Most Westerners interpret brahmacharya as celibacy for the unmarried or fidelity for the married. The typical response is either a polite [Nope!] or [Check—got it], and brahmacharya is dismissed. Since sex gets our attention like nothing else, the sexual example stuck, and nothing else. As time went by people forgot that brahmacharya was meant to be applied to daily lifestyle, not just our sex lives, but it’s usually only the sex part that gets a mention.

The underlying idea is living in moderation and keeping a healthy balance. The author noted the importance of living in harmony with nature’s cycles as an observance of brahmacharya. She pointed out that depleting our physical energies with lifestyles out of harmony with natural rhythms means that “vitality and vigor for spiritual practice will be unavailable.” I stopped to wonder at this.

Really? Why would vitality and vigor need to be available for spiritual practice. Is she saying spiritual practice requires vitality and vigor?

Oh…that’s right. I remember. It does. Yoga philosophy teaches that physical health and spiritual health are interdependent. Our physical practices and spiritual practices directly impact each other. Wear ourselves out with one and we’ve got nothing left for the other. Neglect one and we diminish the gains of the other.  Physical wellness bolsters spiritual wellness and vice versa. Ask anyone who’s lost a ton of weight and gotten physically fit to tell their story and you’ll hear similar themes; I’ve got so much more energy, I’m better at everything I do now, my whole outlook on life has changed, I’m so much happier, I’m doing things I never dreamed I’d do, etc. The benefits of physical fitness extend beyond strong muscles and smaller pants size. They are transformative. We know that.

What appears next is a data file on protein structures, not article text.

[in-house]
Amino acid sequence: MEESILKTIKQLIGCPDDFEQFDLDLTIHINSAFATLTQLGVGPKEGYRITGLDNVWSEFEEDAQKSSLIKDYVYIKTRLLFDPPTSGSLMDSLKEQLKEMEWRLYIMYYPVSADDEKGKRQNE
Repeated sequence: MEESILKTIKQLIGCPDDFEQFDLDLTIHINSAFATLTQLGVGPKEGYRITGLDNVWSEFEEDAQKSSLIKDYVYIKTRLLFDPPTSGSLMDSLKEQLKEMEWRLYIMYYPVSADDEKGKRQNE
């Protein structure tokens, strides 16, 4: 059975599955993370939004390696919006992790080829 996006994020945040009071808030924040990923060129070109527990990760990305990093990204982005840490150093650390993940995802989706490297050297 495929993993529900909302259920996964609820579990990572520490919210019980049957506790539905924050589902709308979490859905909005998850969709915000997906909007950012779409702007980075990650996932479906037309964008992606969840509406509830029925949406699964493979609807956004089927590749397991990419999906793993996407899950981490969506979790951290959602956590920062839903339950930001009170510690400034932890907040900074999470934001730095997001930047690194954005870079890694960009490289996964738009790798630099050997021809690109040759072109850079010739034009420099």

Spiritual practice might be imagined to be low-energy and not particularly physically taxing but that doesn’t mean we don’t still need gas in the tank. Coming to our practice empty, tired, and injured/unwell means compromised energy and attention put into the practice regardless of how low-impact our spiritual practices might be. Blow it all out at work (or working out) and we’re tapped when it comes to the spirit. Whether it’s prayer, meditation, song, art, dance, service to others, charitable work–however we practice, we can’t access reserves if we don’t have any reserves. So we skip it. Or fake it. Or ignore it. The spirit languishes undernourished and crippled the same as the body does when we skip exercise and nutrition. Wellness is compromised instead of optimized. D’uh. I knew that.

Interestingly, the passage I quoted above was not highlighted or underlined by the previous owner of the yoga book. That intellectual shake-awake for me wasn’t a note made in her Bible. She took lots of other notes on the chapter (in the chapter) but for some reason that one point of wisdom must not have leapt off the page for her like it did for me. I spent my entire morning ruminating upon it as a reminder or reinforcement of a point I needed to reconsider. It was a nice nudge from the Universe via that messy little book so well-devoured by an unknown yogi before me.

I still didn’t write anything in the book though. I didn’t go back and underline it. I didn’t add my musings or make any notes. I wrote them here instead. That’s probably for the best since I couldn’t fit all of this text into the margins anyway. And I’m all out of hard candy.

Be well, friends.